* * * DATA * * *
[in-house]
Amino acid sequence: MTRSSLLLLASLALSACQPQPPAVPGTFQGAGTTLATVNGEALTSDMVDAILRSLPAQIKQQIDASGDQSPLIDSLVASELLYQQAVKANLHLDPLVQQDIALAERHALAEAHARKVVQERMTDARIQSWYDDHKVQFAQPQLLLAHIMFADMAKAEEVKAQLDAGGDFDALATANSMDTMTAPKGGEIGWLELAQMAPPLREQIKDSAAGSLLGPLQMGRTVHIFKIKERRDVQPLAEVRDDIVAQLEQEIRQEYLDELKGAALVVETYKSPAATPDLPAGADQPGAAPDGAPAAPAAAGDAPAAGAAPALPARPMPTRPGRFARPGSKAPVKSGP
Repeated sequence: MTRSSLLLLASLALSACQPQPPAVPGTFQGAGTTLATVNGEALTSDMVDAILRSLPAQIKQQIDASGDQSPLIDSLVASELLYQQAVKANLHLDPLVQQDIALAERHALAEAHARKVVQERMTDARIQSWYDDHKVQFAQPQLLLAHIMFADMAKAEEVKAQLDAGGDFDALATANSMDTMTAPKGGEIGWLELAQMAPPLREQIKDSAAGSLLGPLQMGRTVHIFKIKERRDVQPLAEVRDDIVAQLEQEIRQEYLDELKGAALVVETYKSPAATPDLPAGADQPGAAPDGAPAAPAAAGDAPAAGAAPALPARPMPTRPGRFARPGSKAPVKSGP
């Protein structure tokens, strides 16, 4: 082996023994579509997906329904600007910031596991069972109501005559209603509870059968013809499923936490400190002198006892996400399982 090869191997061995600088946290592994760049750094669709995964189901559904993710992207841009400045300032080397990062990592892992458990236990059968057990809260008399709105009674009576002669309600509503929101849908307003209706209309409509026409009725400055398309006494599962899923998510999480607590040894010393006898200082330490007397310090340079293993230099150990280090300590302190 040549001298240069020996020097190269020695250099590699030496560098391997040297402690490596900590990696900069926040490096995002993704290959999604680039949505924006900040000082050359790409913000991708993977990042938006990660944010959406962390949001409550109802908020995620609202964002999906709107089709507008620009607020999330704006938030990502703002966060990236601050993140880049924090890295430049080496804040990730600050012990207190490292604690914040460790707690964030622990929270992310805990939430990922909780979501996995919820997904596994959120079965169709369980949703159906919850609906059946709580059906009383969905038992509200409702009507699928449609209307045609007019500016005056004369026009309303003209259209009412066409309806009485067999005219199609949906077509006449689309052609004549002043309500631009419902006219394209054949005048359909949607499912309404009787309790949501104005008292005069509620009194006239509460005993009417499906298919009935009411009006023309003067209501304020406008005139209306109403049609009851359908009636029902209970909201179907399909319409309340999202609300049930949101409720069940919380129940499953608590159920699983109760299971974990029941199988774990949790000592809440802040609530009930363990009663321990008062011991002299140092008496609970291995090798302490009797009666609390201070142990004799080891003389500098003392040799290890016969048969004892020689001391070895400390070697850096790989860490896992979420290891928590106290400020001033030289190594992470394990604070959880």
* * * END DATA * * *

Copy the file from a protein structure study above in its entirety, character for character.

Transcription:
[in-house]
Amino acid sequence: MTRSSLLLLASLALSACQPQPPAVPGTFQGAGTTLATVNGEALTSDMVDAILRSLPAQIKQQIDASGDQSPLIDSLVASELLYQQAVKANLHLDPLVQQDIALAERHALAEAHARKVVQERMTDARIQSWYDDHKVQFAQPQLLLAHIMFADMAKAEEVKAQLDAGGDFDALATANSMDTMTAPKGGEIGWLELAQMAPPLREQIKDSAAGSLLGPLQMGRTVHIFKIKERRDVQPLAEVRDDIVAQLEQEIRQEYLDELKGAALVVETYKSPAATPDLPAGADQPGAAPDGAPAAPAAAGDAPAAGAAPALPARPMPTRPGRFARPGSKAPVKSGP
Repeated sequence: MTRSSLLLLASLALSACQPQPPAVPGTFQGAGTTLATVNGEALTSDMVDAILRSLPAQIKQQIDASGDQSPLIDSLVASELLYQQAVKANLHLDPLVQQDIALAERHALAEAHARKVVQERMTDARIQSWYDDHKVQFAQPQLLLAHIMFADMAKAEEVKAQLDAGGDFDALATANSMDTMTAPKGGEIGWLELAQMAPPLREQIKDSAAGSLLGPLQMGRTVHIFKIKERRDVQPLAEVRDDIVAQLEQEIRQEYLDELKGAALVVETYKSPAATPDLPAGADQPGAAPDGAPAAPAAAGDAPAAGAAPALPARPMPTRPGRFARPGSKAPVKSGP
């Protein structure tokens, strides 16, 4: 082996023994579509997906329904600007910031596991069972109501005559209603509870059968013809499923936490400190002198006892996400399982 090869191997061995600088946290592994760049750094669709995964189901559904993710992207841009400045300032080397990062990592892992458990236990059968057990809260008399709105009674009576002669309600509503929101849908307003209706209309409509026409009725400055398309006494599962899923998510999480607590040894010393006898200082330490007397310090340079293993230099150990280090300590302190 040549001298240069020996020097190269020695250099590699030496560098391997040297402690490596900590990696900069926040490096995002993704290959999604680039949505924006900040000082050359790409913000991708993977990042938006990660944010959406962390949001409550109802908020995620609202964002999906709107089709507008620009607020999330704006938030990502703002966060990236601050993140880049924090890295430049080496804040990730600050012990207190490292604690914040460790707690964030622990929270992310805990939430990922909780979501996995919820997904596994959120079965169709369980949703159906919850609906059946709580059906009383969905038992509200409702009507699928449609209307045609007019500016005056004369026009309303003209259209009412066409309806009485067999005219199609949906077509006449689309052609004549002043309500631009419902006219394209054949005048359909949607499912309404009787309790949501104005008292005069509620009194006239509460005993009417499906298919009935009411009006023309003067209501304020406008005139209306109403049609009851359908009636029902209970909201179907399909319409309340999202609300049930949101409720069940919380129940499953608590159920699983109760299971974990029941199988774990949790000592809440802040609530009930363990009663321990008062011991002299140092008496609970291995090798302490009797009666609390201070142990004799080891003389500098003392040799290890016969048969004892020689001391070895400390070697850096790989860490896992979420290891928590106290400020001033030289190594992470394990604070959880």